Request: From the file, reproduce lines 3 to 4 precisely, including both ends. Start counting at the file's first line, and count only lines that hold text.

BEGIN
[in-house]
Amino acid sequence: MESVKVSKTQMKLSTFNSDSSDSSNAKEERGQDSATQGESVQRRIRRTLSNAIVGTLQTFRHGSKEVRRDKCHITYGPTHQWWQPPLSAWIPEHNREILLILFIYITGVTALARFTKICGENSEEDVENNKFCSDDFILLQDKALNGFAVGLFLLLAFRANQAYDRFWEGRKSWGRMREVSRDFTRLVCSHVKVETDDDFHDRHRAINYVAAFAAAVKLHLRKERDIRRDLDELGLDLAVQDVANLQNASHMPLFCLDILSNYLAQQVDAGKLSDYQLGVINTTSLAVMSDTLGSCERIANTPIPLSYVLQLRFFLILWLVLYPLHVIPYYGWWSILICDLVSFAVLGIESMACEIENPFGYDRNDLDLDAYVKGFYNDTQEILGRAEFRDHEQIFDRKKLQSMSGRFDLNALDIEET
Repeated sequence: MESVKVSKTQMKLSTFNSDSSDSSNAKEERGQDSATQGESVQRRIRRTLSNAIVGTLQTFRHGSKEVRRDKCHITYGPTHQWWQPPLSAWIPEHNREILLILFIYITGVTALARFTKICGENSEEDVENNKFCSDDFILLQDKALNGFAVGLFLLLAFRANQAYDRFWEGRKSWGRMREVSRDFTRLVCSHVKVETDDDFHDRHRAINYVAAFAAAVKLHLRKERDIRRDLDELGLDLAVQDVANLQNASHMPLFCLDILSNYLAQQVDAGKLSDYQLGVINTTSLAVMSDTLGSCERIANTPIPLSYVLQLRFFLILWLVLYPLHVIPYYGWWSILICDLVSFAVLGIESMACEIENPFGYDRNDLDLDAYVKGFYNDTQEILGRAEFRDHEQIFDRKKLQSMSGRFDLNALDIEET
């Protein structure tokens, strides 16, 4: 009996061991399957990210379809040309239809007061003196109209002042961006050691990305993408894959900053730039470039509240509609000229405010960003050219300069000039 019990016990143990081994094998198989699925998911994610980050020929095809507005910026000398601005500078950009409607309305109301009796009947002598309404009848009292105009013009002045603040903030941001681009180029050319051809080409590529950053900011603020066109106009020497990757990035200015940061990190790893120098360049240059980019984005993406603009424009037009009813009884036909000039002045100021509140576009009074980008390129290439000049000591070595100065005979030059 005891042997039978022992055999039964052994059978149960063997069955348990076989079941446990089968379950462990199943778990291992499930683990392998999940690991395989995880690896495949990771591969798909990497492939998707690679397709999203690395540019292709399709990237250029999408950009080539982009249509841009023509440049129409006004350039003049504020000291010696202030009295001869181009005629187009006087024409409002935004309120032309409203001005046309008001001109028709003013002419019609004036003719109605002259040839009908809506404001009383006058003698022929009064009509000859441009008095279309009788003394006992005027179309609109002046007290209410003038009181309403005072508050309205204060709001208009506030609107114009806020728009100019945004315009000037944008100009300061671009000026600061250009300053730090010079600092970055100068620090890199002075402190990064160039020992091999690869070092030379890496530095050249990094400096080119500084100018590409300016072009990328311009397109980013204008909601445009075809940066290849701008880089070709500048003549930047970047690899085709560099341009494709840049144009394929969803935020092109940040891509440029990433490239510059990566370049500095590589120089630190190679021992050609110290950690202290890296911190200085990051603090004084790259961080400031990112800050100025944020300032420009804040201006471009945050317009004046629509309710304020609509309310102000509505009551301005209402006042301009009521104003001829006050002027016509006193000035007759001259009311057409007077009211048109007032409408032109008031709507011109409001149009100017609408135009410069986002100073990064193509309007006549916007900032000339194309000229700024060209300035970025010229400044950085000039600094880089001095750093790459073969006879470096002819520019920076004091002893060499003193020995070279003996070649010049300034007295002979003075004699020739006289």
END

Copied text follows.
Repeated sequence: MESVKVSKTQMKLSTFNSDSSDSSNAKEERGQDSATQGESVQRRIRRTLSNAIVGTLQTFRHGSKEVRRDKCHITYGPTHQWWQPPLSAWIPEHNREILLILFIYITGVTALARFTKICGENSEEDVENNKFCSDDFILLQDKALNGFAVGLFLLLAFRANQAYDRFWEGRKSWGRMREVSRDFTRLVCSHVKVETDDDFHDRHRAINYVAAFAAAVKLHLRKERDIRRDLDELGLDLAVQDVANLQNASHMPLFCLDILSNYLAQQVDAGKLSDYQLGVINTTSLAVMSDTLGSCERIANTPIPLSYVLQLRFFLILWLVLYPLHVIPYYGWWSILICDLVSFAVLGIESMACEIENPFGYDRNDLDLDAYVKGFYNDTQEILGRAEFRDHEQIFDRKKLQSMSGRFDLNALDIEET
């Protein structure tokens, strides 16, 4: 009996061991399957990210379809040309239809007061003196109209002042961006050691990305993408894959900053730039470039509240509609000229405010960003050219300069000039 019990016990143990081994094998198989699925998911994610980050020929095809507005910026000398601005500078950009409607309305109301009796009947002598309404009848009292105009013009002045603040903030941001681009180029050319051809080409590529950053900011603020066109106009020497990757990035200015940061990190790893120098360049240059980019984005993406603009424009037009009813009884036909000039002045100021509140576009009074980008390129290439000049000591070595100065005979030059 005891042997039978022992055999039964052994059978149960063997069955348990076989079941446990089968379950462990199943778990291992499930683990392998999940690991395989995880690896495949990771591969798909990497492939998707690679397709999203690395540019292709399709990237250029999408950009080539982009249509841009023509440049129409006004350039003049504020000291010696202030009295001869181009005629187009006087024409409002935004309120032309409203001005046309008001001109028709003013002419019609004036003719109605002259040839009908809506404001009383006058003698022929009064009509000859441009008095279309009788003394006992005027179309609109002046007290209410003038009181309403005072508050309205204060709001208009506030609107114009806020728009100019945004315009000037944008100009300061671009000026600061250009300053730090010079600092970055100068620090890199002075402190990064160039020992091999690869070092030379890496530095050249990094400096080119500084100018590409300016072009990328311009397109980013204008909601445009075809940066290849701008880089070709500048003549930047970047690899085709560099341009494709840049144009394929969803935020092109940040891509440029990433490239510059990566370049500095590589120089630190190679021992050609110290950690202290890296911190200085990051603090004084790259961080400031990112800050100025944020300032420009804040201006471009945050317009004046629509309710304020609509309310102000509505009551301005209402006042301009009521104003001829006050002027016509006193000035007759001259009311057409007077009211048109007032409408032109008031709507011109409001149009100017609408135009410069986002100073990064193509309007006549916007900032000339194309000229700024060209300035970025010229400044950085000039600094880089001095750093790459073969006879470096002819520019920076004091002893060499003193020995070279003996070649010049300034007295002979003075004699020739006289």